E. C. EASTON DIES; POLITICAL WRIGER
Chief of Philadelphia Inquirer’s Washington Bureau Since 1919
WASHINGTON, February 23, 1930 – Edward Cutler Easton, chief of the Washington Bureau of the Philadelphia Inquirer, died yesterday in his sixty-first year. He had entered Sibley Hospital ten days ago for an operation and appeared to be on the way to recovery until he suffered a relapse yesterday.
Funeral services will be at the family residence, 1211 South Dakota Avenue, Northeast, on Tuesday at 11 A.M. Burial will be in the National Cemetery in Arlington.
Born at Sinking Springs, Ohio, on August 15, 1869, Mr. Easton had a colorful career. He was the son of Colonel and Mrs. Hyman Easton.
As a youth he became interested in the science of weather forecasting, which at that time was in the hands of the Signal Corps of Army, so he served in that branch. His work took him for tours of duty in New Orleans, Vicksburg, Pennsylvania and Baltimore and finally brought him here.
During his early days in Washington he wrote for various publications, eventually becoming an editorial writer on the Washington Post, a role he filled for a decade. During the World War he joined the Washington Bureau of the Philadelphia Inquirer. In February 1919, he assumed charge of the bureau.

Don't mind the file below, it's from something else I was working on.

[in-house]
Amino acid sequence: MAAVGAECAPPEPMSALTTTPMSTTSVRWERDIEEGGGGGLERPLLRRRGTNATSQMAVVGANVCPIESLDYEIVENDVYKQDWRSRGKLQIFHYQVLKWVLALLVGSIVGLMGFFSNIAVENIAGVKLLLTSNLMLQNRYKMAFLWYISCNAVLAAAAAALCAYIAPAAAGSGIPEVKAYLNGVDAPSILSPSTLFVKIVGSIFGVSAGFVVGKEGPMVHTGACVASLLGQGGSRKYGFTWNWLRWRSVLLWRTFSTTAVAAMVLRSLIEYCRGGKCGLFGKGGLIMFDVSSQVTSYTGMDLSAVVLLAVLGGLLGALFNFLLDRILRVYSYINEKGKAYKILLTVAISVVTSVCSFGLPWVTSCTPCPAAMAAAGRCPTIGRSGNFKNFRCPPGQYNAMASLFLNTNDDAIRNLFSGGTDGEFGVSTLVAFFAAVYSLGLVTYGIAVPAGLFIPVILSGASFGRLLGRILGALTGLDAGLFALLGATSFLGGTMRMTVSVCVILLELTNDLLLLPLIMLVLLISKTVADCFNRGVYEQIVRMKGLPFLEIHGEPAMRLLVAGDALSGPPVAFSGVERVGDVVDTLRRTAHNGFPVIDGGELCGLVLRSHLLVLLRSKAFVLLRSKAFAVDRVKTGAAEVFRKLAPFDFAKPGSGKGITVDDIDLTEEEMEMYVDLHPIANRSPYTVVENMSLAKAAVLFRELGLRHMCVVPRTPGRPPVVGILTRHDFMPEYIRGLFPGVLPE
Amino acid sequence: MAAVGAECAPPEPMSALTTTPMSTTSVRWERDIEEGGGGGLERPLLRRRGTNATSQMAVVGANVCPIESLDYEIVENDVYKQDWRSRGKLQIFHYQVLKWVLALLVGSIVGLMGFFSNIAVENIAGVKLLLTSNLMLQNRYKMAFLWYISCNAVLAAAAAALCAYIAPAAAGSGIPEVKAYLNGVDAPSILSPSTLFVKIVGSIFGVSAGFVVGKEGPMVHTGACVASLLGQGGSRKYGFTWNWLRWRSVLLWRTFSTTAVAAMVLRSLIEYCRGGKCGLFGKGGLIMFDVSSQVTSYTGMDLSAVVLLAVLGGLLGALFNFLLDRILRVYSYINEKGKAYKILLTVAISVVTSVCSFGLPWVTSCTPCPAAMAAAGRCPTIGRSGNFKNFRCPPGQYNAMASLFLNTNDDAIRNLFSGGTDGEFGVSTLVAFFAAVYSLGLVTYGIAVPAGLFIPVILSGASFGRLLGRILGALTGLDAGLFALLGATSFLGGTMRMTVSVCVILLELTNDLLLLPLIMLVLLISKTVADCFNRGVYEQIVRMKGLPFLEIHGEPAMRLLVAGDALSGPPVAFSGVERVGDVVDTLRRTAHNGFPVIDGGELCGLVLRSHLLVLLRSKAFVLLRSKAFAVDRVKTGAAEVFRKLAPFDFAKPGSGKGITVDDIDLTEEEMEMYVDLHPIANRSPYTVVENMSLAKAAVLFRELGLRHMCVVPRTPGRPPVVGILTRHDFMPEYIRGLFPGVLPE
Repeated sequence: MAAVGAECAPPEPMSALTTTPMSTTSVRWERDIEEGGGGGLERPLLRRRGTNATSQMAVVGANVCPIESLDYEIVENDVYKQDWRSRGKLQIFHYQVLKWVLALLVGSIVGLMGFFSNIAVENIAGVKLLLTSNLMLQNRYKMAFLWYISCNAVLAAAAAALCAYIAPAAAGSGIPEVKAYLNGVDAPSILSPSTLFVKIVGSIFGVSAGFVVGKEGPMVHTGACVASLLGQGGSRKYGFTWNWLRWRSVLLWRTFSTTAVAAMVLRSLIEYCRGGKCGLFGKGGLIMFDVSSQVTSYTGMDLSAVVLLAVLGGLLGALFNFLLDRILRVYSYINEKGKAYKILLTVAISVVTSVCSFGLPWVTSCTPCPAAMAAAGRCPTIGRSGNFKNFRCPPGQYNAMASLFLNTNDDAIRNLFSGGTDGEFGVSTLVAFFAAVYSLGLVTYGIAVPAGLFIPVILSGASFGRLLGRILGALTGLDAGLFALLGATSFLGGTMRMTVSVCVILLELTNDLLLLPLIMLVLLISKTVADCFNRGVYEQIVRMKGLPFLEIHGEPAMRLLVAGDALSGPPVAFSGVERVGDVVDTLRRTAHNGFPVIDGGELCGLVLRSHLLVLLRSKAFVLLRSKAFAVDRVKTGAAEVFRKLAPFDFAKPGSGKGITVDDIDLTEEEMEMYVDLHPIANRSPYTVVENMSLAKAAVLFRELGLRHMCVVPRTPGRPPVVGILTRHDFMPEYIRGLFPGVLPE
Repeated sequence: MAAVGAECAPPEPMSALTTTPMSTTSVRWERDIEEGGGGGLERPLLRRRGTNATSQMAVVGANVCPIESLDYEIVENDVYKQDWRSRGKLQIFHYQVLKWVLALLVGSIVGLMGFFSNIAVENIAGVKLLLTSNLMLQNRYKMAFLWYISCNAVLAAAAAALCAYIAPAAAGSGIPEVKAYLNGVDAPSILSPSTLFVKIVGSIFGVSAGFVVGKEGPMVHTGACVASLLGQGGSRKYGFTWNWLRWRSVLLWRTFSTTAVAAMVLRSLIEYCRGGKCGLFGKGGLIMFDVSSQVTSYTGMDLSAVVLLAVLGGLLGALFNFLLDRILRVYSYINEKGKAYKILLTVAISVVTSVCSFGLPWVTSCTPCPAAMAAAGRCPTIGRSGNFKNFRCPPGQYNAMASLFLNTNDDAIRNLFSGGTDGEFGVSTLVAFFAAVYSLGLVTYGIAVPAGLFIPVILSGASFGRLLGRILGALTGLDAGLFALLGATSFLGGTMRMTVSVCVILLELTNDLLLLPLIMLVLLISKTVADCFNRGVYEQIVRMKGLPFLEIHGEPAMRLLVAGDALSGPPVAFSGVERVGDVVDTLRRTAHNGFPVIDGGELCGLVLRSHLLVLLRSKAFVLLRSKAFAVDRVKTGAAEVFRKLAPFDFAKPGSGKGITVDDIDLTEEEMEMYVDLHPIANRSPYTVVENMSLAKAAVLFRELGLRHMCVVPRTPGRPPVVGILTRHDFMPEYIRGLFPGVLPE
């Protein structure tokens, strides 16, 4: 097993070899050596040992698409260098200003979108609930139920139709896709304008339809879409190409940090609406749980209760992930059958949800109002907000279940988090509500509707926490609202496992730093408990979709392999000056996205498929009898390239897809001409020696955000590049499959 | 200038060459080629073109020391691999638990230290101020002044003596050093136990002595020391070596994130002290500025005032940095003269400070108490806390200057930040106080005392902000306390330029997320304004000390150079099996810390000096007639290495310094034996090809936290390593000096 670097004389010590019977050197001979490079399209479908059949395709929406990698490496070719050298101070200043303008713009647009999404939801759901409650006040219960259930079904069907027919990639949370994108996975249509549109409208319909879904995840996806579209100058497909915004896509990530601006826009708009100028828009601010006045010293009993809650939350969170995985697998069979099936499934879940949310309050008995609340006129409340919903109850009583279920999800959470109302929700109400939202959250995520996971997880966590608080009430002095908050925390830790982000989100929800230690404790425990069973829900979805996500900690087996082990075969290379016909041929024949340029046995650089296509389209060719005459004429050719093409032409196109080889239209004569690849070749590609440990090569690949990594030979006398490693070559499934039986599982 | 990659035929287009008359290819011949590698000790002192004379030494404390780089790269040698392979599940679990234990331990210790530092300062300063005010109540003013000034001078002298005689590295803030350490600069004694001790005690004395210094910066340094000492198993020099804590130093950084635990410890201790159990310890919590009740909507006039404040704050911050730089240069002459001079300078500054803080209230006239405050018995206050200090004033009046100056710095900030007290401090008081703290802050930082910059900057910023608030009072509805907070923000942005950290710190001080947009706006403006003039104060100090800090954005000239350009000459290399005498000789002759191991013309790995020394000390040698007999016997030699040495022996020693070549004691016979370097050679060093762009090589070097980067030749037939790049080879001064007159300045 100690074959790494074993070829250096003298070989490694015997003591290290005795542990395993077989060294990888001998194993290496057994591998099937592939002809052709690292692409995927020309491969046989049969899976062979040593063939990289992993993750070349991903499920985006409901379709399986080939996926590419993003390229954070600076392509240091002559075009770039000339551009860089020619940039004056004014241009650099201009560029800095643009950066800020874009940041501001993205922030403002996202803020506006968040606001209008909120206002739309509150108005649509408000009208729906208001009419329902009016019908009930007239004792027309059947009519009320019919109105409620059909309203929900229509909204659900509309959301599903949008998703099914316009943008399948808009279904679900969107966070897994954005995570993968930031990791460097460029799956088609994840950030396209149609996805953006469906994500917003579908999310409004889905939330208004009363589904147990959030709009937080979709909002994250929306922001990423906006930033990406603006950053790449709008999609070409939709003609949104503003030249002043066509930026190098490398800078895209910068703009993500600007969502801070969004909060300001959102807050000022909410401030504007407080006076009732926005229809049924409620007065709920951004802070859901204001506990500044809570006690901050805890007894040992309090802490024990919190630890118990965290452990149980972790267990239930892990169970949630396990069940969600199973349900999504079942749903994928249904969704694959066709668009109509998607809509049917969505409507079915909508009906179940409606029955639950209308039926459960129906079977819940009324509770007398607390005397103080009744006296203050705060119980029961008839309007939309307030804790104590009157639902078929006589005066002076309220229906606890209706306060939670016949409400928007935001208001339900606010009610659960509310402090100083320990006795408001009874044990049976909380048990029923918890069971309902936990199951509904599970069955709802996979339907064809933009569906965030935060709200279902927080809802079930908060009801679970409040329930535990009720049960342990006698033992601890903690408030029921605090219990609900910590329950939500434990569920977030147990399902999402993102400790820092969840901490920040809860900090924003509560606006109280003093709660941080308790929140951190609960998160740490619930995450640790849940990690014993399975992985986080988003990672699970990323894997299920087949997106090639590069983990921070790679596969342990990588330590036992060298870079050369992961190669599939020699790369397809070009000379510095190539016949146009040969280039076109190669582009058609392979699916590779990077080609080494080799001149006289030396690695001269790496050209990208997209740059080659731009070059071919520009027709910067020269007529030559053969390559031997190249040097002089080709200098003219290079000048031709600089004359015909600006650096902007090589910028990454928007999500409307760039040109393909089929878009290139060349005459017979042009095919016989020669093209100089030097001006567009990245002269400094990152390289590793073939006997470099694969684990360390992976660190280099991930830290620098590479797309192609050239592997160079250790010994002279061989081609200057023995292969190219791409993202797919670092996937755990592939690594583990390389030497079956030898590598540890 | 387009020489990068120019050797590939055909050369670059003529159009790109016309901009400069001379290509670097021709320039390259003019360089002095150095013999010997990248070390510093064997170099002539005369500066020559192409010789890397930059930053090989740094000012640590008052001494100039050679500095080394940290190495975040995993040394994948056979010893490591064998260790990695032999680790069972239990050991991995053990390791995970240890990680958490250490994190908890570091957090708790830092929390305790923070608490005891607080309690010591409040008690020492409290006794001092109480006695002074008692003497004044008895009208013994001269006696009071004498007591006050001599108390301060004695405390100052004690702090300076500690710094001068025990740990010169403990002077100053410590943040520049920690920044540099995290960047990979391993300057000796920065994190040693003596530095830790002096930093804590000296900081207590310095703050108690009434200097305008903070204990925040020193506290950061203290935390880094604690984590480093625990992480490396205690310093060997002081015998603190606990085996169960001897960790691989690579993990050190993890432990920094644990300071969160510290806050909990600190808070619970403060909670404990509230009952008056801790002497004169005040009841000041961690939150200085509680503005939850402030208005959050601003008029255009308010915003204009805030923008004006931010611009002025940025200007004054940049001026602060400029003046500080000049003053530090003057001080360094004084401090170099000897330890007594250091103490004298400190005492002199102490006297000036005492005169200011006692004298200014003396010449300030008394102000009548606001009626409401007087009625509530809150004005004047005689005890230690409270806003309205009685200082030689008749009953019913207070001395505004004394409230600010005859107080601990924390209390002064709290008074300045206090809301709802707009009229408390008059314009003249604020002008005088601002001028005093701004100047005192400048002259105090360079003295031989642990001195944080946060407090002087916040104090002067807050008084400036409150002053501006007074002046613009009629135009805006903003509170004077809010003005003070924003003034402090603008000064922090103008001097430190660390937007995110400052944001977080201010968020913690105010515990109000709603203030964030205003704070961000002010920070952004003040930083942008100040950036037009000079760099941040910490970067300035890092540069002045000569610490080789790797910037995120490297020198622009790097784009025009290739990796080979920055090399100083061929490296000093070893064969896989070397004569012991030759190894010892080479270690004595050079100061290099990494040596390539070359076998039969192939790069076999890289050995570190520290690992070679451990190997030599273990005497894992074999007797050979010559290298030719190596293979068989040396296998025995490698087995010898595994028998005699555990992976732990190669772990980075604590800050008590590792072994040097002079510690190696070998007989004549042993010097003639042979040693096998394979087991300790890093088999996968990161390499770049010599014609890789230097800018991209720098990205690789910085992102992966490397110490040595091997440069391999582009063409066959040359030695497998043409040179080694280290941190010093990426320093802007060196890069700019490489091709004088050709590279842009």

EASTON, EDWARD C
PFC SIG CORPS USA
DATE OF DEATH: 02/22/1930
BURIED AT: SECTION WH EN SITE 21620
ARLINGTON NATIONAL CEMETERY
Michael Robert Patterson was born in Arlington and is the son of a former officer of the US Army. So it was no wonder that sooner or later his interests drew him to American history and especially to American military history. Many of his articles can be found on renowned portals like the New York Times, Washingtonpost or Wikipedia.
Reviewed by: Michael Howard